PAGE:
It begins as a wrap party, yet develops into something much more engrossing. As he points out, the director for this year's Meltdown has spent the past fortnight watching his favourite artists, but now it is back to the day job.
In a year packed with music festivals, Jarvis Cocker has ensured that the South Bank Centre's musical flagship has maintained its reputation for the unexpected, so the sight of Nick Cave singing Disney show-tunes ranks as a landmark alongside the live return of The Jesus and Mary Chain. It is fitting, then, that the former Pulp front man should close Meltdown by transforming his own music.
Before that, Greg Weeks, of the Philadelphia folkies Espers, led The Valerie Project, a live score for the cult 1970 Czech obscurity Valerie and Her Week of Wonders. This movie has become a totem for the folk revival and the Project's switch from beguiling to sinister provides a perfect counterpoint to its visuals.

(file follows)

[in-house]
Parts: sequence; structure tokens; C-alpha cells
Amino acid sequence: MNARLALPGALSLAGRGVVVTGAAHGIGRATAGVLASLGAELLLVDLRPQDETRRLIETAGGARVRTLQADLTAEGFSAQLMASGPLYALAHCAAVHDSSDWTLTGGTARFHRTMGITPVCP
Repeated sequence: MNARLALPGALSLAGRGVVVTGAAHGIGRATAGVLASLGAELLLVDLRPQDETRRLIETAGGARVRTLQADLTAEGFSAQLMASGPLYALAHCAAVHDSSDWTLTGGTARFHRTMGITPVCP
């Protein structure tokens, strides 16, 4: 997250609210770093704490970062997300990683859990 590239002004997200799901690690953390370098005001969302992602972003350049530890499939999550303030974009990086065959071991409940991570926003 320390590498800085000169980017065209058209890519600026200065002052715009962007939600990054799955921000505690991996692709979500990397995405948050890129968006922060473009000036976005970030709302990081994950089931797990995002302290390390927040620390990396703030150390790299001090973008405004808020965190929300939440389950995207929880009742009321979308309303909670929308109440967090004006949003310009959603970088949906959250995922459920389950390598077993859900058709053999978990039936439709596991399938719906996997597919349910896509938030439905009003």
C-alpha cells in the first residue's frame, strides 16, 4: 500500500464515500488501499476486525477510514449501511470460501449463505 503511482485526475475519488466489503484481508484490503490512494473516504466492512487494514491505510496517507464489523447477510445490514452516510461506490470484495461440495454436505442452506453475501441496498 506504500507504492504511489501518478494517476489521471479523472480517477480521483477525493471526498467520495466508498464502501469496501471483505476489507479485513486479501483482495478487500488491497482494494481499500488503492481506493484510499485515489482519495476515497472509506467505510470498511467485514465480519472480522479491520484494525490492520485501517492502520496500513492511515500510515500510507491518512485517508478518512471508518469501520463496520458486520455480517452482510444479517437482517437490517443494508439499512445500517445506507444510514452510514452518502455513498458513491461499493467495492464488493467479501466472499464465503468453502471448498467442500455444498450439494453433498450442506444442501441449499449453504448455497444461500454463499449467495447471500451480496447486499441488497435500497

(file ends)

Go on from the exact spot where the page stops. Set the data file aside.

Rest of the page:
There is little pastoral about Cocker's artistic return to his favourite concerns, social decay and urban alienation. He points out that he selected the film as it reminds him of watching films with his kids, something that also inspired the number "Disney Time". Like many tracks on his eponymous solo album, it lacks Pulp's immediate pop thrills - with none of the propulsion of "Disco 2000" or the anthemic pull of "Common People" - but no matter when his band's glam stomp comes to life.
Their chugging rock rattles around the still gleaming auditorium, which leaves Cocker free to demonstrate his immaculate stagecraft. The length of his limbs accentuates the pointing that punctuates almost every phrase.
Gradually, his backing group take hold, with a keyboardist making full use of the hall's improved acoustics on a grand piano. Then a choir and chamber orchestra appear for a middle segment that adds depth to his album's quieter moments. Finally, it is back to frivolity for an encore of Survivor's Rocky III theme "Eye of the Tiger".
This is a performance not to be repeated, though after tonight you want to hear Cocker rework tracks from his own album in a similar, revelatory manner.Reuse content